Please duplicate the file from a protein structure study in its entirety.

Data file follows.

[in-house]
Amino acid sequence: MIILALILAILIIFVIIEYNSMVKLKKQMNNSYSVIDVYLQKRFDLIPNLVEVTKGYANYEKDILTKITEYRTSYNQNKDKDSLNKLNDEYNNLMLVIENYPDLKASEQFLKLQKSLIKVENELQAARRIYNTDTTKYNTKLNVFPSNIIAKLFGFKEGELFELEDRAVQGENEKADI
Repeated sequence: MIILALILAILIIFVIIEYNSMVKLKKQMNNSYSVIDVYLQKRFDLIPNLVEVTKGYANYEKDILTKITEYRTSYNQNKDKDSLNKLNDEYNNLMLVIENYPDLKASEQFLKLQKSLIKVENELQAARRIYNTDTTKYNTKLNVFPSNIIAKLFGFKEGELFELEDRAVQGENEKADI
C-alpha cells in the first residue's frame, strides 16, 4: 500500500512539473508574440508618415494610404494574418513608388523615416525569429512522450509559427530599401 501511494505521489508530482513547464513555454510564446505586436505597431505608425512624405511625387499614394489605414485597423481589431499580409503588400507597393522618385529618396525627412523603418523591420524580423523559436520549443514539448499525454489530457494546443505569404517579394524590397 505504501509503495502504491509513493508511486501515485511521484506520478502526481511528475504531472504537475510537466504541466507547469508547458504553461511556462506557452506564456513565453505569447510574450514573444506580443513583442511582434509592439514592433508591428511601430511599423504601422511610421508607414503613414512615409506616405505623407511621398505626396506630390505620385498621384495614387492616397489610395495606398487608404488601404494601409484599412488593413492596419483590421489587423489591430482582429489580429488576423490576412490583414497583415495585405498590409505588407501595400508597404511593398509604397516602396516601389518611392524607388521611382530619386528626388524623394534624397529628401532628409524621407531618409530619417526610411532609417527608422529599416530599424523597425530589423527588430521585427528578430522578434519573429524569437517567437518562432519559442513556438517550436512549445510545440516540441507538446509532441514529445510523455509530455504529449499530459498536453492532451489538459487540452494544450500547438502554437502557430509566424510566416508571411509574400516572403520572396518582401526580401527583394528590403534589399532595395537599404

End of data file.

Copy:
[in-house]
Amino acid sequence: MIILALILAILIIFVIIEYNSMVKLKKQMNNSYSVIDVYLQKRFDLIPNLVEVTKGYANYEKDILTKITEYRTSYNQNKDKDSLNKLNDEYNNLMLVIENYPDLKASEQFLKLQKSLIKVENELQAARRIYNTDTTKYNTKLNVFPSNIIAKLFGFKEGELFELEDRAVQGENEKADI
Repeated sequence: MIILALILAILIIFVIIEYNSMVKLKKQMNNSYSVIDVYLQKRFDLIPNLVEVTKGYANYEKDILTKITEYRTSYNQNKDKDSLNKLNDEYNNLMLVIENYPDLKASEQFLKLQKSLIKVENELQAARRIYNTDTTKYNTKLNVFPSNIIAKLFGFKEGELFELEDRAVQGENEKADI
C-alpha cells in the first residue's frame, strides 16, 4: 500500500512539473508574440508618415494610404494574418513608388523615416525569429512522450509559427530599401 501511494505521489508530482513547464513555454510564446505586436505597431505608425512624405511625387499614394489605414485597423481589431499580409503588400507597393522618385529618396525627412523603418523591420524580423523559436520549443514539448499525454489530457494546443505569404517579394524590397 505504501509503495502504491509513493508511486501515485511521484506520478502526481511528475504531472504537475510537466504541466507547469508547458504553461511556462506557452506564456513565453505569447510574450514573444506580443513583442511582434509592439514592433508591428511601430511599423504601422511610421508607414503613414512615409506616405505623407511621398505626396506630390505620385498621384495614387492616397489610395495606398487608404488601404494601409484599412488593413492596419483590421489587423489591430482582429489580429488576423490576412490583414497583415495585405498590409505588407501595400508597404511593398509604397516602396516601389518611392524607388521611382530619386528626388524623394534624397529628401532628409524621407531618409530619417526610411532609417527608422529599416530599424523597425530589423527588430521585427528578430522578434519573429524569437517567437518562432519559442513556438517550436512549445510545440516540441507538446509532441514529445510523455509530455504529449499530459498536453492532451489538459487540452494544450500547438502554437502557430509566424510566416508571411509574400516572403520572396518582401526580401527583394528590403534589399532595395537599404